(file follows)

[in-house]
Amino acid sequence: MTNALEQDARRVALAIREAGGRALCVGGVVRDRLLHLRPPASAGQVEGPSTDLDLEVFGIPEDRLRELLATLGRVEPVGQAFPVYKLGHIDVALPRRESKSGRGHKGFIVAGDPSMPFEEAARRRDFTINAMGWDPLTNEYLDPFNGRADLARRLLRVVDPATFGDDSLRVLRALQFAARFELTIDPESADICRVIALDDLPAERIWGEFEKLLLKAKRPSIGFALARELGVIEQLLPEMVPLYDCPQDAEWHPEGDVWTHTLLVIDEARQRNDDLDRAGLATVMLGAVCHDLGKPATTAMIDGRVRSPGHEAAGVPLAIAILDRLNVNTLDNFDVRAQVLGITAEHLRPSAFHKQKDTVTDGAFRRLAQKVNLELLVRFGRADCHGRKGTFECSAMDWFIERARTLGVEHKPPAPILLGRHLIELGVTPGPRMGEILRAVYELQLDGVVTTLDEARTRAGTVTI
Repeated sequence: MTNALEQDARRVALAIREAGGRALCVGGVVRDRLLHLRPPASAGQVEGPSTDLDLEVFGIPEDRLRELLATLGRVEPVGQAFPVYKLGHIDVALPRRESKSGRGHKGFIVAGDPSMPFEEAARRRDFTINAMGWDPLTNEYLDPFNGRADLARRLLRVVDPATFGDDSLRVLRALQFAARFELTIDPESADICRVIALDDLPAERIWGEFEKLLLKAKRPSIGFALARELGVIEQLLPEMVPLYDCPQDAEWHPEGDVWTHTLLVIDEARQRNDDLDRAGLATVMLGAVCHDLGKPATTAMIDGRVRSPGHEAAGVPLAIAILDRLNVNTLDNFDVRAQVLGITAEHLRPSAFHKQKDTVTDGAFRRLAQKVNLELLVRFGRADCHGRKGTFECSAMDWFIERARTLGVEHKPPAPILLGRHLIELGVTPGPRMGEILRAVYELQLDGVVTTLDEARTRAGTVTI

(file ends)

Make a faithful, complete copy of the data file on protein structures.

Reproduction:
[in-house]
Amino acid sequence: MTNALEQDARRVALAIREAGGRALCVGGVVRDRLLHLRPPASAGQVEGPSTDLDLEVFGIPEDRLRELLATLGRVEPVGQAFPVYKLGHIDVALPRRESKSGRGHKGFIVAGDPSMPFEEAARRRDFTINAMGWDPLTNEYLDPFNGRADLARRLLRVVDPATFGDDSLRVLRALQFAARFELTIDPESADICRVIALDDLPAERIWGEFEKLLLKAKRPSIGFALARELGVIEQLLPEMVPLYDCPQDAEWHPEGDVWTHTLLVIDEARQRNDDLDRAGLATVMLGAVCHDLGKPATTAMIDGRVRSPGHEAAGVPLAIAILDRLNVNTLDNFDVRAQVLGITAEHLRPSAFHKQKDTVTDGAFRRLAQKVNLELLVRFGRADCHGRKGTFECSAMDWFIERARTLGVEHKPPAPILLGRHLIELGVTPGPRMGEILRAVYELQLDGVVTTLDEARTRAGTVTI
Repeated sequence: MTNALEQDARRVALAIREAGGRALCVGGVVRDRLLHLRPPASAGQVEGPSTDLDLEVFGIPEDRLRELLATLGRVEPVGQAFPVYKLGHIDVALPRRESKSGRGHKGFIVAGDPSMPFEEAARRRDFTINAMGWDPLTNEYLDPFNGRADLARRLLRVVDPATFGDDSLRVLRALQFAARFELTIDPESADICRVIALDDLPAERIWGEFEKLLLKAKRPSIGFALARELGVIEQLLPEMVPLYDCPQDAEWHPEGDVWTHTLLVIDEARQRNDDLDRAGLATVMLGAVCHDLGKPATTAMIDGRVRSPGHEAAGVPLAIAILDRLNVNTLDNFDVRAQVLGITAEHLRPSAFHKQKDTVTDGAFRRLAQKVNLELLVRFGRADCHGRKGTFECSAMDWFIERARTLGVEHKPPAPILLGRHLIELGVTPGPRMGEILRAVYELQLDGVVTTLDEARTRAGTVTI